With winter fast approaching, the risk of a slip, trip, or fall as a result of black ice increases. To help reduce this risk, follow the simple steps below:
But first, What is Black Ice?
Black ice (also known as clear ice) forms when water freezes in such a way that it appears completely clear to the eye. The clarity of the ice frequently causes the pavement below to show through, creating the illusion that no ice is present. This poses a great deal of risk that pedestrians, bicyclists, and motorists may be unaware that there is a danger. Black ice can form even when the surrounding temperature is above 0°C. As such, areas across Canada and the United States of America can experience black ice conditions.
What Can Be Done to Reduce the Risk of a Black Ice Fall?
In order to avoid a slip, trip, or fall from black ice:
1) Communicate the risk – If there is a risk of slipping due to ice, be sure to post some kind of warning notification. Not only will this keep the danger at the forefront of your employees consciousness, but it will also warn visitors to your facility of the danger.
2) Wear a robust tread – Leather-soled or shallow-tread rubber-soled shoes are not enough to reduce the risk of a slip under normal icy conditions, let alone black ice conditions. Avoid slips by wearing appropriate winter footwear with a friction co-efficient appropriate to the circumstances. For more information on picking good shoes, check out the article 6 Tips for Avoiding Slips, Trips, and Falls in the Workplace.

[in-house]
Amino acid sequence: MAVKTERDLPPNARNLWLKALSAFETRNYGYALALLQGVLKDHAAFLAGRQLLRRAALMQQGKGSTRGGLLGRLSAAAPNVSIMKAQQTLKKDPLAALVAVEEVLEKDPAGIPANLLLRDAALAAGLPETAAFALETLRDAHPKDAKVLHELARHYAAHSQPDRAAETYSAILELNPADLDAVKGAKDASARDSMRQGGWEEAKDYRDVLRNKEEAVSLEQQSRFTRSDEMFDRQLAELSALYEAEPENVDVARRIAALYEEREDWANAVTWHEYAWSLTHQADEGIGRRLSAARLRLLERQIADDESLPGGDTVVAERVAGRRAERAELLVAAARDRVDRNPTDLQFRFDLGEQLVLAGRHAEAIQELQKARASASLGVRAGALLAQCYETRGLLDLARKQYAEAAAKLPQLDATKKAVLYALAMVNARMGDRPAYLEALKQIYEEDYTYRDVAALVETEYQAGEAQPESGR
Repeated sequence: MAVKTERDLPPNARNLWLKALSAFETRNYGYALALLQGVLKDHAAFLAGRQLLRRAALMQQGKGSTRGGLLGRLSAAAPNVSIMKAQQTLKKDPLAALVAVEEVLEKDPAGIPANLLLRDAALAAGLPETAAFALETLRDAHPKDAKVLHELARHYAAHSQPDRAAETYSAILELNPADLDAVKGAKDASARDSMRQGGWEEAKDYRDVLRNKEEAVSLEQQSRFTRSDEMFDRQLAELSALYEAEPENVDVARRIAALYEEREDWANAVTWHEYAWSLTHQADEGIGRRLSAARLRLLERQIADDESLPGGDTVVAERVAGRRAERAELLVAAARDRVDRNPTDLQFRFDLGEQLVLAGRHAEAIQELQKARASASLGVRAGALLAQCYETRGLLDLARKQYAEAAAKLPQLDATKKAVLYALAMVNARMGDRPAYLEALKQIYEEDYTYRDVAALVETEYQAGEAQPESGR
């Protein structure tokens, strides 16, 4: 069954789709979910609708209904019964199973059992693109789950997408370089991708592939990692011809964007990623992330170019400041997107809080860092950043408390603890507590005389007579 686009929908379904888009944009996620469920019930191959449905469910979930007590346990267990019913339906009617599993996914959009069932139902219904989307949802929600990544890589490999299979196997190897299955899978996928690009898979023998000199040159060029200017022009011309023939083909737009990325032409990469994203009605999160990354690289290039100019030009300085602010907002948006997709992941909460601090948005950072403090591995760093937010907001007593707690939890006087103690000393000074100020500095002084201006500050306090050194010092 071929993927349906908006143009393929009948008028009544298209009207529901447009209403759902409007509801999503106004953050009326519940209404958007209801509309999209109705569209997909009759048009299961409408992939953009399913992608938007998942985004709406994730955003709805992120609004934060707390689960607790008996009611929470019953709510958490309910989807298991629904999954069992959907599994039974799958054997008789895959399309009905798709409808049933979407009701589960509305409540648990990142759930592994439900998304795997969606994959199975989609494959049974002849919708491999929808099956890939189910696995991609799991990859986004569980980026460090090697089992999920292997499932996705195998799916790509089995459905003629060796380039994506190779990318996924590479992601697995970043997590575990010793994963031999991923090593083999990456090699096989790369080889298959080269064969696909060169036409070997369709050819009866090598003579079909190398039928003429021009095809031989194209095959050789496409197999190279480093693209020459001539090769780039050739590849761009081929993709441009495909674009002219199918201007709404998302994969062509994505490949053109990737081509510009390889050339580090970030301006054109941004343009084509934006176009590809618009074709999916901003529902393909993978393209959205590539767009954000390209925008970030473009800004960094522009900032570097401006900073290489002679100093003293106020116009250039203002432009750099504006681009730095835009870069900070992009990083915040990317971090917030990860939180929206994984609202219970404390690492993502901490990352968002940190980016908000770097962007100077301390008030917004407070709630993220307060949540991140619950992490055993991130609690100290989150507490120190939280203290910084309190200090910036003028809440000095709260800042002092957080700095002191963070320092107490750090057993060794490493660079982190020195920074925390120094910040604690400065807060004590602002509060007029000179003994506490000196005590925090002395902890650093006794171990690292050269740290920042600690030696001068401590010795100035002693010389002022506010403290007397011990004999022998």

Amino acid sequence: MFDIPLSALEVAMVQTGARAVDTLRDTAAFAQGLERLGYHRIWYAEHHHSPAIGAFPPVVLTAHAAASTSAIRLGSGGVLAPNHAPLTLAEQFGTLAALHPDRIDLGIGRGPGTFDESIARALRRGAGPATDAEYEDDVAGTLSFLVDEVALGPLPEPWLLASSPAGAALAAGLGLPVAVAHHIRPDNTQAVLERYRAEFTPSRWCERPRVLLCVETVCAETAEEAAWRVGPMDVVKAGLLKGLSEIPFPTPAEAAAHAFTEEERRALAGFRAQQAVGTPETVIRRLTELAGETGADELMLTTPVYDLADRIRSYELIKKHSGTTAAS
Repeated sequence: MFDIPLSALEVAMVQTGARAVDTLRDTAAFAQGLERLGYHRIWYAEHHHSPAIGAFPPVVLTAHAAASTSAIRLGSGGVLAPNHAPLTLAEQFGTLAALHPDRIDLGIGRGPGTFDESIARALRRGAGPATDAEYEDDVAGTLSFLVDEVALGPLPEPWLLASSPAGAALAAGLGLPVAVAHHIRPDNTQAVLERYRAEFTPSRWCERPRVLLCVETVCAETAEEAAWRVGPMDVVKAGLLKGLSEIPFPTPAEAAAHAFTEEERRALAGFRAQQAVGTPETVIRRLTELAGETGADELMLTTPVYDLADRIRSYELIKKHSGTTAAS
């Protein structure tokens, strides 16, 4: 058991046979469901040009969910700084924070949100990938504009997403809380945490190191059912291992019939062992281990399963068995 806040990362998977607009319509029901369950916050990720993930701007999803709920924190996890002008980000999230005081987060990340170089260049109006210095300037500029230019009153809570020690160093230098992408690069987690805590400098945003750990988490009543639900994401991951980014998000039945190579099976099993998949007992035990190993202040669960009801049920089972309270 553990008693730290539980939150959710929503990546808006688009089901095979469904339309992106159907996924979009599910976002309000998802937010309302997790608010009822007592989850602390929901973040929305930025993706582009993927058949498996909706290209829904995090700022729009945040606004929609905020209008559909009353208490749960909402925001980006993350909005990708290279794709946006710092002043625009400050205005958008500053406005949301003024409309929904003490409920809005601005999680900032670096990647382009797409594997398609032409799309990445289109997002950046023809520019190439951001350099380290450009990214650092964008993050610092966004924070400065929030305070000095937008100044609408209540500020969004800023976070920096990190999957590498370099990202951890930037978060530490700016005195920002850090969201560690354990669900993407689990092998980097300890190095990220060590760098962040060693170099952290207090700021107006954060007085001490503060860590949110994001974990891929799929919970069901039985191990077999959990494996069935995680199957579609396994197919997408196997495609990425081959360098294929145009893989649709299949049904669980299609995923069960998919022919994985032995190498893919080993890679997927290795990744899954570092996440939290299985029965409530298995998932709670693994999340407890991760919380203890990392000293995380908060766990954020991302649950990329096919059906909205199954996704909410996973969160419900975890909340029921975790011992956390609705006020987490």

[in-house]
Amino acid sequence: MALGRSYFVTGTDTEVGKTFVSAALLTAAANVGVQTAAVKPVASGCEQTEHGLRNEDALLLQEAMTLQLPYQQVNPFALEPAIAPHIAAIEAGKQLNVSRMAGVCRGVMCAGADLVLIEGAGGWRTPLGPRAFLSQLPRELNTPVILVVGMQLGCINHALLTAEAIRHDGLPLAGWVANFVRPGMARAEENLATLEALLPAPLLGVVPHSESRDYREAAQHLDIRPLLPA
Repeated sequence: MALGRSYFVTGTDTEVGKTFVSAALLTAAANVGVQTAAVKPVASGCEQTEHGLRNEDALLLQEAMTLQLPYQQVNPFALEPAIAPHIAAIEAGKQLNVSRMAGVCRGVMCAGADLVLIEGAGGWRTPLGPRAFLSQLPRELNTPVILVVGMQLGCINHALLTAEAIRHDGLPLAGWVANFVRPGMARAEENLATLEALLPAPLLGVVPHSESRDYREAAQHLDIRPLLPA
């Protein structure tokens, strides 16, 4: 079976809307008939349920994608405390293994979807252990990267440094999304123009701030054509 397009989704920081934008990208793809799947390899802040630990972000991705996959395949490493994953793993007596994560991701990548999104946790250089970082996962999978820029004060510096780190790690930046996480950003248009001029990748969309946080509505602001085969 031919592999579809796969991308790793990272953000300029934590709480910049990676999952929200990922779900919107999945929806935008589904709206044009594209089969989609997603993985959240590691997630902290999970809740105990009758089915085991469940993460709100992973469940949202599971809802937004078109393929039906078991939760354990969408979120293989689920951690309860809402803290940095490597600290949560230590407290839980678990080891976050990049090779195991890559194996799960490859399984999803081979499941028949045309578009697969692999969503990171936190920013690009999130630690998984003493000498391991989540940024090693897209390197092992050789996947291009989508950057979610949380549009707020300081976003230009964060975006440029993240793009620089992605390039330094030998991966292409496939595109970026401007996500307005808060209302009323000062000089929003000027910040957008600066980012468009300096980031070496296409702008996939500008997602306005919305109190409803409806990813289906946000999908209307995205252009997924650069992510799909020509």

3) Manage walkways – Areas of traffic should be managed to help reduce the risk of slipping. Salt is an effective deicing agent down to temperatures of -18°C. Other compounds can help remove the ice at even lower temperatures.
4) Penguin-walk -Don’t be embarrassed, it’s safety! When walking over icy surfaces, take very small steps in order to maintain balance. Do not put your hands in your pocket (this increases you risk of broken bones should you fall), and keep your eyes ahead of you.
Spread gravel over walkways to add additional grip or friction.
5) Scratch the Surface – Sometimes you cannot melt the ice, smash it, or shovel it away. If this is not possible, use a spade or ice-spade to mar the surface. Doing this causes black ice to become more easily visible and provides greater traction to those walking over it.
6) Avoid Walking on the Ice When Possible – It is possible that you or someone you work with may need to walk over an icy patch at some point. Until that moment arrives, try to avoid walking over riskier areas. Take non-icy routes and avoid the risk altogether.
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While any one of these techniques can help reduce the risk of a slip on black ice, you should always try to make use of all of the methods together in order to reduce the risk as much as possible.
Always remember that the safest way to avoid slipping on any ice however, is to avoid walking on it altogether.